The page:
You can find links to all of my Less Wrong writings plus some extras on my blog. You can subscribe to my posts via RSS.
You can go from hash to source code by saving the source code too in addition to saving the value. Otherwise, hashing is a trapdoor function.
Thanks. I have changed "simple caching system" to "persistent memoization system".
This is accurate. Places are analogous to pointers.
An aircraft carrier costs $13 billion. An anti-ship cruise missile costs $2 million. Few surface warships survived the first day of the Singularity War.
A cruise missile is a complex machine, guided by sensitive electronics. Semiconductor fabricators are even more complex machines. Few semiconductor factories survived the nuclear retaliation.
A B-52 Stratofortress is a simpler machine.
Robert (Bob) Manchester's bomber flew west from Boeing Field. The crew disassembled their landing gear and dropped it in the Pacific Ocean. The staticy voice of Mark Campbell, Leader of the Human Resistance, radioed into Robert's headset. Robert could barely hear it over the noise of the engines. He turned the volume up. It would damage his hearing but that didn't matter anymore. The attack wouldn't save America. Nothing could at this point. But the attack might buy time to launch a few extra von Neumann probes.
The squadron flew over miles after miles of automated factories. What was once called Tianjin was now just Sector 153. The first few flak cannons felt perfunctory. The anti-air fire increased as they drew closer to enemy network hub. Robert dropped the bombs. The pilot, Peter Garcia, looked for a target to kamikaze.
They drew closer to the ground. Robert Manchester looked out the window. He wondered why the Eurasian AI had chosen to structure its industry around such humanoid robots.
I don't mind jumping through a few extra hoops in order to access a website idiosyncratically. But sometimes the process feels overly sectarian.
I was trying out the Tencent cloud without using Tor when I got a CAPTCHA. Sure, whatever. They verified my email. That's normal. Then they wanted to verify my phone number. Okay. (Using phone numbers to verify accounts is standard practice for Chinese companies.) Then they required me to verify my credit card with a nominal $1 charge. I can understand their wanting to take extra care when it comes to processing international transactions. Then they required me to send a photo of my driver's licence. Fine. Then they required 24 hours to process my application. Okay. Then they rejected my application. I wonder if that's what the Internet feels like everyday to non-Americans.
I often anonymize my traffic with Tor. Sometimes I'll end up on the French or German Google, which helps remind me that the Internet I see everyday is not the Internet everyone else sees.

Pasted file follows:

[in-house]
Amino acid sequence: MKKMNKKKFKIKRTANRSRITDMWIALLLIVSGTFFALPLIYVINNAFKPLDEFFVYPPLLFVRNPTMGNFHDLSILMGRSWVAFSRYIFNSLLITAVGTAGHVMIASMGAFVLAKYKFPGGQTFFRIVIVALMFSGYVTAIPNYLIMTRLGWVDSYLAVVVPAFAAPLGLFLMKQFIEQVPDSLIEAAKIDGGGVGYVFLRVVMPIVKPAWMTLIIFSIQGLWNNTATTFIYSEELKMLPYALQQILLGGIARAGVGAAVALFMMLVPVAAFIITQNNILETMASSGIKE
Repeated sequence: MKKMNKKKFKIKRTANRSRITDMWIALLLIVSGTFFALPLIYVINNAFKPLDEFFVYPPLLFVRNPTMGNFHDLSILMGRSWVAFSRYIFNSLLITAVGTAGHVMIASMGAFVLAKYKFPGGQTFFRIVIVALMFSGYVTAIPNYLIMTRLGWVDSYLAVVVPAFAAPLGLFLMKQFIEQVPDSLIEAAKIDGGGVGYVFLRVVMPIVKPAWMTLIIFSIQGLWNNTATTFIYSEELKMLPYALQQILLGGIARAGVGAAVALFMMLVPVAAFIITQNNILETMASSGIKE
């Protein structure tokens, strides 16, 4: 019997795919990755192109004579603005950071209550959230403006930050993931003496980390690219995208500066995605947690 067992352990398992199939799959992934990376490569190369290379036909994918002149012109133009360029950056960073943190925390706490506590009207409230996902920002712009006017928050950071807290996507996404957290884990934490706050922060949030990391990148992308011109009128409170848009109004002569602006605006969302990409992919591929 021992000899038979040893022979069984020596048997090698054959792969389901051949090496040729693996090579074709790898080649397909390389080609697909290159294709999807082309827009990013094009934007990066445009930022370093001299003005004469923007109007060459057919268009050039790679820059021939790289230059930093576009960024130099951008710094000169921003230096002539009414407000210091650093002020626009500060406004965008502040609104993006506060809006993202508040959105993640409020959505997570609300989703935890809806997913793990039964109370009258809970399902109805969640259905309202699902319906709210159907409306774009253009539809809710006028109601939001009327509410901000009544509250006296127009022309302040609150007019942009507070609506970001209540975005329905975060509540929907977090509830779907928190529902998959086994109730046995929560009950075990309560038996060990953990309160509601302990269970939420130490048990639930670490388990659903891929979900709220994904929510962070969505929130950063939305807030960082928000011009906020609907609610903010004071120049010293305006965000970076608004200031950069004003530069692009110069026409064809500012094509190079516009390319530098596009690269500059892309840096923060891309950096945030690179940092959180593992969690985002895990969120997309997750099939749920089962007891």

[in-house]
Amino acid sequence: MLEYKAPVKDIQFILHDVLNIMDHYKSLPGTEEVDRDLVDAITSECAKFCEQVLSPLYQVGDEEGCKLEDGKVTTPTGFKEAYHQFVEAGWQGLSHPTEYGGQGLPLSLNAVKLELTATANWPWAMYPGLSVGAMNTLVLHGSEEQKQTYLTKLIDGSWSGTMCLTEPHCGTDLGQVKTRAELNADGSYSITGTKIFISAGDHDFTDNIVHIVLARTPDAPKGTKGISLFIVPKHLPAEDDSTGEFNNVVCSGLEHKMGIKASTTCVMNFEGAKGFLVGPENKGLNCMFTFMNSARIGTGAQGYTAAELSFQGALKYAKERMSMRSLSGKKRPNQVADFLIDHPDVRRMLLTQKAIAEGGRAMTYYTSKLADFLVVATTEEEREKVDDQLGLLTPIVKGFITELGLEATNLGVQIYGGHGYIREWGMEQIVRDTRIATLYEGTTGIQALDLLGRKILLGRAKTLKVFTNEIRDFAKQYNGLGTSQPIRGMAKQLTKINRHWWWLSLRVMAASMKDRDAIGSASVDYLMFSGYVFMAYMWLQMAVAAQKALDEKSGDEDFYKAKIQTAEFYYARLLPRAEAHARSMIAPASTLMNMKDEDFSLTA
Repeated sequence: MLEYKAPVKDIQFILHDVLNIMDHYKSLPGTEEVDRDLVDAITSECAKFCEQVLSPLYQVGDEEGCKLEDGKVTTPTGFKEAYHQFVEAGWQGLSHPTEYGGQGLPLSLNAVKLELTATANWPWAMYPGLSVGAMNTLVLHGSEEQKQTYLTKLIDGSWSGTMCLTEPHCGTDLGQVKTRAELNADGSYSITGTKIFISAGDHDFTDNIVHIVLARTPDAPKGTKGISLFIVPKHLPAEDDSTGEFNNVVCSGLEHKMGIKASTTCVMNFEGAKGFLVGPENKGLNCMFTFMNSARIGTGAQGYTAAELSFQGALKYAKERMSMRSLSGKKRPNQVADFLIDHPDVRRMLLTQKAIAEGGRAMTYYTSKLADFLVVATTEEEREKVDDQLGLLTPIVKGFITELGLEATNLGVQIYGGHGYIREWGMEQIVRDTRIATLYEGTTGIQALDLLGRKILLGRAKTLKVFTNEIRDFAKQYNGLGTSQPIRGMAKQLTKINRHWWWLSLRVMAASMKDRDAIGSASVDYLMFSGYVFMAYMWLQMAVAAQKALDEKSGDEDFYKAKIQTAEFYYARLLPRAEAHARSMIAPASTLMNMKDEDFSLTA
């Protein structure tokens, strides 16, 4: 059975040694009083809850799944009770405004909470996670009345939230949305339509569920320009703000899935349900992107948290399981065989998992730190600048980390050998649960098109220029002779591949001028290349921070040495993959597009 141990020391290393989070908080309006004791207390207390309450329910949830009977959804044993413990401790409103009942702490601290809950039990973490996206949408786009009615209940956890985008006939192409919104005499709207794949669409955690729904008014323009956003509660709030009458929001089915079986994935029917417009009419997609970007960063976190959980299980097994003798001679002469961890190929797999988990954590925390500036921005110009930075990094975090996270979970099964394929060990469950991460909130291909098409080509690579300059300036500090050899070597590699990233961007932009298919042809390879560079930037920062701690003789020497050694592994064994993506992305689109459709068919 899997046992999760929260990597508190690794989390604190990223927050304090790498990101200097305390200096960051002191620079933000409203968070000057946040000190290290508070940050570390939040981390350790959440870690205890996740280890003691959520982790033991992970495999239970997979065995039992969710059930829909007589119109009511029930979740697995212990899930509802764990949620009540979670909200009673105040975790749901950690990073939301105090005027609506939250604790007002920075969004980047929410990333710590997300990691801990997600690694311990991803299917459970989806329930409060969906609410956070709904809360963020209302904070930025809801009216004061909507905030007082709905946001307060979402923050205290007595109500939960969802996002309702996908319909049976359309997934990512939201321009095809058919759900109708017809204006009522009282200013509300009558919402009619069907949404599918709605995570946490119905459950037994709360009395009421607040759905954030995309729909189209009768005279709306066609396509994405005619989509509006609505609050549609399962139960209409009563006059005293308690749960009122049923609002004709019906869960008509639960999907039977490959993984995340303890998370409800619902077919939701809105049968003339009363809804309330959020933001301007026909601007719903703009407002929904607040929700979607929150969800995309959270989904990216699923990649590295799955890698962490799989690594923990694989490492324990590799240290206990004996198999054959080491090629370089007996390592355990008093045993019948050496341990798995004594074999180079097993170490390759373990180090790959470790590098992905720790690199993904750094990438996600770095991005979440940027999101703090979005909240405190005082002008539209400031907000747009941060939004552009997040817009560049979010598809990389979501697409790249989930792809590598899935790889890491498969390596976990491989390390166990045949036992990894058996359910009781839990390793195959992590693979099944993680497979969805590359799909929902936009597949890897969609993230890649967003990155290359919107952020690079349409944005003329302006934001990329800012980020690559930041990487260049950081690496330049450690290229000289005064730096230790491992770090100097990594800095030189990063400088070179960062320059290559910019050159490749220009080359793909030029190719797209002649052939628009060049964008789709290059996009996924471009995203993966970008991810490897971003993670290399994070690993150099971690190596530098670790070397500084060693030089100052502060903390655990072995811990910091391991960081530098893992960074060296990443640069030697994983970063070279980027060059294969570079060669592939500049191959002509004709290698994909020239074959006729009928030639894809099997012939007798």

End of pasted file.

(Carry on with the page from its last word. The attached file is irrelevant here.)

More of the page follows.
Other people use Tor too, which is necessary to anonymize my traffic. Some Tor users aren't really people. They're bots. By accessing access the Internet from the same Tor exit relays as these bots, websites often suspect me of being a bot.
I encounter many pages like this.
This is a Russian CAPTCHA.
Prove you're human by typing "вчepaшний garden". Maybe I should write some OCR software to make proving my humanity less inconvenient.
Another time I had to identify which Chinese characters were written incorrectly.
The most frustrating CAPTCHAs require me to annotate images for self-driving cars. I do not mind annotating images of self-driving cars. I do mind, after having spent several minutes annotating images of self-driving cards, getting rejected based off of a traffic analysis of my IP address.
What an informative, well-researched, well-written post. I am curious about the Iterated Embryo Selection. If you use two parents then would it result in inbreeding? Would you need more than two parents to avoid inbreeding? If the latter then that could reduce the rate of adoption.
You also mention that "that optimizing for any objective X will eventually impact another objective Y if one pushes hard enough". This is true. I wonder how much of it can be avoided by both optimizing for a positive trait X while simultaneously optimizing against the traits of people with negative life outcomes.
Escape is farther from home row.
The laptop is from 2013. It doesn't even have an Nvidia-compatible GPU. I actually did train on low resolution footage. The model takes a 64x64 pixel image as input.
Keyboard shortcuts are faster than the mouse. Keys accessible from homerow are faster than distant keys like the arrow keys. Keyboard shortcuts you can combine are more powerful than standalone keyboard shortcuts. As gianlucatruda mentioned, the important thing is Vim keybindings, not the editor itself. You can get a similar speed boost by installing Vim keybindings on your favorite editor.
I learned Vim very early in my programming career because I knew the upfront investment would pay itself over many times—and it has. Vim has paid my initial investment back many times over purely in terms of time saved. But speed does not just help me save time editing files. It also helps me think faster because my memory is volatile. For every time interval Δt there is a chance I will forget a critical piece of information. My volatile memory puts a limit on how complex of a task I can handle. If my think-decide-act cycles iterate faster, I can complete more complicated tasks before my volatile memory expires.
In addition, some old Unix utilities like less use a subset of Vim keybindings by default.